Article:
Bf 109G a Forced Landing
by Bjørn Jacobsen
Over Europe and the Soviet Union, there was shot down, in air-to-air battle, between 70 and 90.000 aeroplanes during WWII (nobody knows exactly how many).
Regardless of the exact number, it sure was a lot of aeroplanes.
I have been building WWII scale aircraft for many years, but I have never shot down any of them – until now.
Unfortunately, it was a Bf109 Gustav from JG27 which happened to be in my gun sight.
This is perhaps a little unfair because only each 4th plane being shut down was a German plane.
The numbers were actually 16-17.000 German planes against 50-75.000 allied planes, of which most were Russian.
The AAA and Flak casualties are not included in the above numbers. For those who are interested the anti-aircraft-artillery shot down 15–20.000 aircrafts
This was the first diorama I made.
I had no experience at all with dioramas, but I was quite curious and looked at some web sites to get some ideas about how to do this.
First of all, I decided, I needed a base and found an old picture in glass and frame which I thought could do.
On the picture, I put some plaster and sculpted it as the terrain. Then I found an old green mat and glued it on the plaster. The green surface needed of course to be painted and issued with dirt, stones and bushes. The stones, I found in my back yard and the bushes were made of twisting thin wires from the inside of an electrical lamp cable.
I also bought some artificial grass from Woodland Scenics and sprinkled the terrain. For longer grass, I cut some hair from a paint brush and glued it on the ground.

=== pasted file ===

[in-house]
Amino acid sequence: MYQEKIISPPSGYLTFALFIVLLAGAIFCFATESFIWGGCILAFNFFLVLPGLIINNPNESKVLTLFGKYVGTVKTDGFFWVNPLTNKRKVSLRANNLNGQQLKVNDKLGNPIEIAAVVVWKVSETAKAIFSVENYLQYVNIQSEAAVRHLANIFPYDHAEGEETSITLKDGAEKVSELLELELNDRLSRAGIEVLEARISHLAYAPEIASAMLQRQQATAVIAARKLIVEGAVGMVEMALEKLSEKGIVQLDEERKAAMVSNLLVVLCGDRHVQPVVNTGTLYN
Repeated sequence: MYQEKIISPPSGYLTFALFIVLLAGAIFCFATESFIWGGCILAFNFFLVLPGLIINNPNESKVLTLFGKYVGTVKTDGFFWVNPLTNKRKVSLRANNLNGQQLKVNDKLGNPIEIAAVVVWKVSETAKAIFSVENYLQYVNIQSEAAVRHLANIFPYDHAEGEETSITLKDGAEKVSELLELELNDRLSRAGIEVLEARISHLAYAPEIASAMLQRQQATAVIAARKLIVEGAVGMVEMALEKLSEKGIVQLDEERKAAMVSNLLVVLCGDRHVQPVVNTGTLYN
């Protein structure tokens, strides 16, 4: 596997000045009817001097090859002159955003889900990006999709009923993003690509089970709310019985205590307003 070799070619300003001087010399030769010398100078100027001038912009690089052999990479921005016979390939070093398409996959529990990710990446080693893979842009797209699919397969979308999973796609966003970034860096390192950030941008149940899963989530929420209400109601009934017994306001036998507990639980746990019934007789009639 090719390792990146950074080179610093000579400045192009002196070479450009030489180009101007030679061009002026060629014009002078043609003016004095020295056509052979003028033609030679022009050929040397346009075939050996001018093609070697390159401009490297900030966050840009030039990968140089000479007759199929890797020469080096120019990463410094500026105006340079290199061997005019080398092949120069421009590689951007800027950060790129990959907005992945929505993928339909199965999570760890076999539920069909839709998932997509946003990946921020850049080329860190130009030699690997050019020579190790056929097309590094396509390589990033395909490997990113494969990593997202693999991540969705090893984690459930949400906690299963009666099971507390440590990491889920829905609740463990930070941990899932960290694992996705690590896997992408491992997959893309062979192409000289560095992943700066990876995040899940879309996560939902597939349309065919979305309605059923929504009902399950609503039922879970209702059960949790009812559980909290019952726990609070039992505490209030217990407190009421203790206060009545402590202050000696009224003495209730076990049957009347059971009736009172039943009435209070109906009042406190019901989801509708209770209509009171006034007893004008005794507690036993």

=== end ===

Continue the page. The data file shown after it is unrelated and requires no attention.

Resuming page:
I decided to use a plane I had already made, and the choice fell on the unfortunate Bf109G from JG27. The plane needed to look like it had belly landed in a rough field, and I tore off the wheels, used a candle to heat the propeller and wingtip to bend it, ripped off the flaps on the port side, loosened the tail and wing rudders, opened the hatch on the fuselage port side and made bullet holes in the wings, fuselage and tail.
The plane was then glued to the ground, skid marks were made of plaster and painted, bits and pieces of the plane was left behind the plane and the canopy placed beside the fuselage.
Then I placed the pilot and some German soldiers outside the plane and glued on a Kübelwagen I had made some time ago.
And that was it. To be honest, I was quite satisfied with my first diorama.
When I photographed the diorama, I used a wall decal mounted on cardboard as background. These decals are very useful when taking pictures of models.
As you can see, some of the pictures are in b/w, trying to make it look like an authentic WWII picture.
You will be the judge of this.
An artist’s expression of one of the pictures above
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This diorama will be on display at
the new WWII hanger at